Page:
Promoting Sustainable E-Waste Management Through Citizen Engagement

Brought to you by Mª José Hernández, Rosa Almeida and Elisa Sáez from the INTRAS Foundation 

Engaging end-users of digital health devices in the reverse logistics process fosters solidarity by encouraging the responsible use of health resources as well as proper e-waste management. This involvement promotes a sense of responsible citizenship and supports transformative innovation. Citizen engagement is vital for fostering attitudinal shifts and driving meaningful change. Living Labs constitute an ideal infrastructure for co-creation and testing innovative solutions. 

Living Labs (LLs) are open innovation ecosystems in real-life environments using iterative feedback processes throughout a lifecycle approach of an innovation to create sustainable impact. They focus on co-creation, rapid prototyping & testing and scaling-up innovations & businesses, providing (different types of) joint-value to the involved stakeholders. In this context, Living Labs operate as orchestrators among citizens, research organisations, companies and government agencies. 

The Living Lab ecosystem facilitates the active involvement of end users and the integration of emerging technologies, creating a dynamic environment for research, innovation, and development.  

In a world defined by rapid change, the search for solutions to societal, motivational and environmental challenges has become more complex.  Approaches that prioritise building close and active collaborations with communities and users are gaining traction.  Characteristics such as openness, flexibility, accessibility, personalisation, and empowerment are essential for encouraging user participation throughout the design process. 

Participatory methodologies are considered important for good and effective design, as they rely on the active involvement of stakeholders in the design process. In participatory approaches, stakeholders become participants and co-designers in the design process, and not just passive receivers of the developments. Living Labs aim to address socio-health-related challenges by integrating the perspectives of diverse stakeholders through these participatory methodologies and collaborative approaches.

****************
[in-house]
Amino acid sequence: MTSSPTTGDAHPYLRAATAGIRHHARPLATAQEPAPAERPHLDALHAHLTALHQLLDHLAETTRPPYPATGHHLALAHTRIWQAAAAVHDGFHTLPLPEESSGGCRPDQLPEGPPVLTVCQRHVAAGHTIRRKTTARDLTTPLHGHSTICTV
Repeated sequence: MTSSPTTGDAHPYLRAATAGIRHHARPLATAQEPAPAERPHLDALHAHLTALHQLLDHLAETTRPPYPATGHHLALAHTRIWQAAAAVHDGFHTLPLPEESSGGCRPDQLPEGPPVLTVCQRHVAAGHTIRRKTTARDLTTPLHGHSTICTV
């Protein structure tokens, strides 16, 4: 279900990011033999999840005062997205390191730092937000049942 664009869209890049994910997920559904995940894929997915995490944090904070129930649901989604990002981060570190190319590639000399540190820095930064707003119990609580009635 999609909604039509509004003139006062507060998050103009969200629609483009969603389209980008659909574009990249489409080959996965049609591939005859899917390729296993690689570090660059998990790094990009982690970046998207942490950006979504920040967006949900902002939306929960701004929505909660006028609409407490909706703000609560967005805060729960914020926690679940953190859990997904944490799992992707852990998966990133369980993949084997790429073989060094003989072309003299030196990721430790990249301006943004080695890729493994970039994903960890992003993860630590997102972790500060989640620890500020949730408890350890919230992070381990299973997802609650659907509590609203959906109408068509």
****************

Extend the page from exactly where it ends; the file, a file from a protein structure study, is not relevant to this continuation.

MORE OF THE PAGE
Nowadays, the core position of co-creation (integrating co-analysis, co-design, co-production, co-evaluation and co-implementation) as a strategy for socio-health innovation is unquestionable.  Empowering citizens to directly influence solutions and contribute to innovations crafted “with” and “by” them is more rewarding than merely creating solutions on their behalf. 

Co-creating with stakeholders provides a guarantee against technological failure and supports wider implementation of innovation. By adopting a participatory approach and co-creation framework, it becomes feasible to reduce the main barriers of scaling up innovative solutions in the field of digital health and e-waste management. 

In the DiCE context, to discern the preferences of citizens regarding the different methods of digital health devices collection and return, several co-creation sessions were organised.  

Co-creation is the first step in a participatory design process and is crucial to deeply understand the habits and needs of end-users. It is important to talk openly with end users about the challenges and opportunities they face, and to figure out what would motivate them to use the proposed solution in their daily lives. 

Living Labs involved in the DiCE project (LiCalab – Living & Care lab – Belgium, Living Lab ORbITaLA – RDAPM, and MindLab – Intras Living Lab) conducted these co-creation sessions, involving 228 citizens of different age groups, in three countries: Belgium, Slovenia and Spain

The aim of these activities was to identify ideal physical location points for collecting used digital healthcare devices and the assessment of nudging strategies, that could motivate participants in creating more sustainable behaviours. 

The main conclusions span across four important topics: e-waste collection methods, the evaluation of a smart collection box by project partner GRIN, further development and evaluation of nudging strategies, and the role of stakeholders in the circular economy. 

More information about the results of these co-creation sessions will be published soon. Stay tuned! 

Nanett Kalapos
March 26, 2024